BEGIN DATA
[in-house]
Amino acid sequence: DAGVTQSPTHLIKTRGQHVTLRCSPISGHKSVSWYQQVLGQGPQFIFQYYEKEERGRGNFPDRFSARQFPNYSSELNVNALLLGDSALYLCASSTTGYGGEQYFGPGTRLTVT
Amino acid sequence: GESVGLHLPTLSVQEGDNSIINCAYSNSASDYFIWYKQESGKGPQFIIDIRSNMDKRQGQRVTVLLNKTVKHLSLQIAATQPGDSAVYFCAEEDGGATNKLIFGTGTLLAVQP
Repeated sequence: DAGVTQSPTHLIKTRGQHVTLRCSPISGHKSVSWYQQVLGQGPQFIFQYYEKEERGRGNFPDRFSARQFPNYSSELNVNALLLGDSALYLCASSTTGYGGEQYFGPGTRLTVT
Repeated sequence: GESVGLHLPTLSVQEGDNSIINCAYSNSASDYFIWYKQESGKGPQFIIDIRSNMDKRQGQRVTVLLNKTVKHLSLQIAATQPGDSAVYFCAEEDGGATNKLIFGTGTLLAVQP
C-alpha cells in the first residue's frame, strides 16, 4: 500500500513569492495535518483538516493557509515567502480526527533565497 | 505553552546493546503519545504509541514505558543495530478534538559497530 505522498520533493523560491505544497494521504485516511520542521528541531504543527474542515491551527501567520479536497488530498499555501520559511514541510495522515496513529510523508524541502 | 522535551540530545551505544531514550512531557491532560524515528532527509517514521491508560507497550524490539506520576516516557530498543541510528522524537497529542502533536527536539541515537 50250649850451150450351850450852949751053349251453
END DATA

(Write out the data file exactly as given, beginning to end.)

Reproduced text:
[in-house]
Amino acid sequence: DAGVTQSPTHLIKTRGQHVTLRCSPISGHKSVSWYQQVLGQGPQFIFQYYEKEERGRGNFPDRFSARQFPNYSSELNVNALLLGDSALYLCASSTTGYGGEQYFGPGTRLTVT
Amino acid sequence: GESVGLHLPTLSVQEGDNSIINCAYSNSASDYFIWYKQESGKGPQFIIDIRSNMDKRQGQRVTVLLNKTVKHLSLQIAATQPGDSAVYFCAEEDGGATNKLIFGTGTLLAVQP
Repeated sequence: DAGVTQSPTHLIKTRGQHVTLRCSPISGHKSVSWYQQVLGQGPQFIFQYYEKEERGRGNFPDRFSARQFPNYSSELNVNALLLGDSALYLCASSTTGYGGEQYFGPGTRLTVT
Repeated sequence: GESVGLHLPTLSVQEGDNSIINCAYSNSASDYFIWYKQESGKGPQFIIDIRSNMDKRQGQRVTVLLNKTVKHLSLQIAATQPGDSAVYFCAEEDGGATNKLIFGTGTLLAVQP
C-alpha cells in the first residue's frame, strides 16, 4: 500500500513569492495535518483538516493557509515567502480526527533565497 | 505553552546493546503519545504509541514505558543495530478534538559497530 505522498520533493523560491505544497494521504485516511520542521528541531504543527474542515491551527501567520479536497488530498499555501520559511514541510495522515496513529510523508524541502 | 522535551540530545551505544531514550512531557491532560524515528532527509517514521491508560507497550524490539506520576516516557530498543541510528522524537497529542502533536527536539541515537 50250649850451150450351850450852949751053349251453